Parents across the UK are being asked to reveal how the soaring cost of childcare affects them, as two leading charities call on the Government to improve help for struggling families.
Save the Children and the Daycare Trust have launched what they believe is the biggest ever consultation on the issue in a bid to prove the impact of the costs, which have long been shown to be among the highest in Europe.
The Chancellor George Osborne published the Comprehensive Spending Review (CSR) on 20 October 2010, setting Government spending for the years 2011/12 to 2014/15. Over this period Government will cut £81 billion from Government spending, including £7 billion in welfare cuts, on top of the £11 billion of welfare cuts announced in the emergency budget in June 2010.
Daycare Trust has analysed the CSR to consider what the impact will be on childcare, and therefore on the millions of families who rely on childcare services. Their overall view is that families will find it harder to pay for childcare as a result of the CSR, particularly lower income families who rely on Tax Credits. However they were pleased that the free early education for three and four year olds was protected, and that additional funding has been found to pay for 15 hours per week of childcare for disadvantaged two year olds.
Working mothers have to fork out more for childcare in Britain than in any other country in the developed world.
A third of UK family income goes towards nurseries and childminders – almost four times the cost in Germany and three times that of France.
Charities say the exorbitant costs – which can reach £20,000 per child – are down to the fact that the Government targets state help for childcare towards those on lower incomes, pushing up costs for others.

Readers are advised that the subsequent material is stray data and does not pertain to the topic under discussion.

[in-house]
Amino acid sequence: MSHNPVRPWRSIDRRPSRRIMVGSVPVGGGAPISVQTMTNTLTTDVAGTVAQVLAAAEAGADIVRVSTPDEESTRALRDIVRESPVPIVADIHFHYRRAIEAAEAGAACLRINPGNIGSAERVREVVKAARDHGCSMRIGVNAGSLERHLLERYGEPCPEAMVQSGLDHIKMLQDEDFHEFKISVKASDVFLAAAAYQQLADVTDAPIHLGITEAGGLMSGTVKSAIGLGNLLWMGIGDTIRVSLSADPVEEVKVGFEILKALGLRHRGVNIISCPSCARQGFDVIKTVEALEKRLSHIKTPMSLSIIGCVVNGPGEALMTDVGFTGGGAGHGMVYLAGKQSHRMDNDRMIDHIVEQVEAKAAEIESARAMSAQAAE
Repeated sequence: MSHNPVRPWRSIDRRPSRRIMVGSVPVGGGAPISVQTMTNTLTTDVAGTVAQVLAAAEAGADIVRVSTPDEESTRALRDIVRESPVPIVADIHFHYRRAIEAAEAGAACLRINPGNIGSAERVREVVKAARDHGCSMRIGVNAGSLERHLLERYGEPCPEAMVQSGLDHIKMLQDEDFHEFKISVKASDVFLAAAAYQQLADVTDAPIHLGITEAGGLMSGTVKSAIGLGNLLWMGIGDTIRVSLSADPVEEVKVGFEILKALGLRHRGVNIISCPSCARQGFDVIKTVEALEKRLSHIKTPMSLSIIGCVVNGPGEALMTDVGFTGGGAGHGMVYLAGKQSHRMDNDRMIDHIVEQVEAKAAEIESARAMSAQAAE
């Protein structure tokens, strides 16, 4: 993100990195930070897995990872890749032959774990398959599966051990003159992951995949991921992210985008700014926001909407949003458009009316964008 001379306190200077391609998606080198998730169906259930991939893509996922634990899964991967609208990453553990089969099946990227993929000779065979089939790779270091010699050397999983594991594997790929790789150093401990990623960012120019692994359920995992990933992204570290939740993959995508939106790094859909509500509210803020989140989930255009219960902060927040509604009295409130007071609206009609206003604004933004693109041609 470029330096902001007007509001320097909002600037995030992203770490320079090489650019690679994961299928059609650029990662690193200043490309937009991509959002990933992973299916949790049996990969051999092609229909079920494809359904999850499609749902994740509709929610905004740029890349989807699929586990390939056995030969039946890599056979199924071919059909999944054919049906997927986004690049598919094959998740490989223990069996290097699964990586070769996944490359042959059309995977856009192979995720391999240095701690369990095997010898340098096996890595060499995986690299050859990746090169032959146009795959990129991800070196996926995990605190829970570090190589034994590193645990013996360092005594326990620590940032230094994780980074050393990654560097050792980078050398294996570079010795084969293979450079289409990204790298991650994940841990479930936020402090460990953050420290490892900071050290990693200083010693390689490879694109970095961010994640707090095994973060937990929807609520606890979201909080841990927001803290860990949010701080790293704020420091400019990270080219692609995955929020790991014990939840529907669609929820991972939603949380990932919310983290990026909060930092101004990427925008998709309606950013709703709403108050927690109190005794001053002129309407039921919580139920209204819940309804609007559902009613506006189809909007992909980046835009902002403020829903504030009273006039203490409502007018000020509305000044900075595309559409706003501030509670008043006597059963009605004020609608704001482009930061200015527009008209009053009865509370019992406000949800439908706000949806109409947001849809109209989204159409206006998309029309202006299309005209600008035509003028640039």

It means the middle classes are bearing the brunt of spiralling costs, leaving them with bills of more than £160 a week on average for nursery places.
Concern is mounting over plans to limit the reach of Sure Start children’s centres, with key figures fearing the policy could have an adverse impact on social mobility.
Last week, Deputy Prime Minister Nick Clegg claimed the previous government had relied too heavily on “universal solutions” rather than targeted support, in his speech about the government’s ambition to improve social mobility. His words came after Prime Minister David Cameron had claimed children’s centres were dominated by “sharp-elbowed middle-classes”.
But Oxford University research fellow Naomi Eisenstadt, former director of the government’s Sure Start unit and the first chief adviser for children’s services, told CYP Now that ministers would be wrong to scrap universal Sure Start services.
Childcare campaigners have welcomed comments by the head of the Metropolitan Police in support of Sure Start children’s centres.
In an interview with ITV London, Metropolitan Police commissioner Sir Paul Stephenson said that high-quality childcare, such as schemes offered through Sure Start, were “equally important” in the fight against crime as police work.
While police work can suppress crime, he said, long-term support through initiatives like Sure Start is needed to tackle the root cause.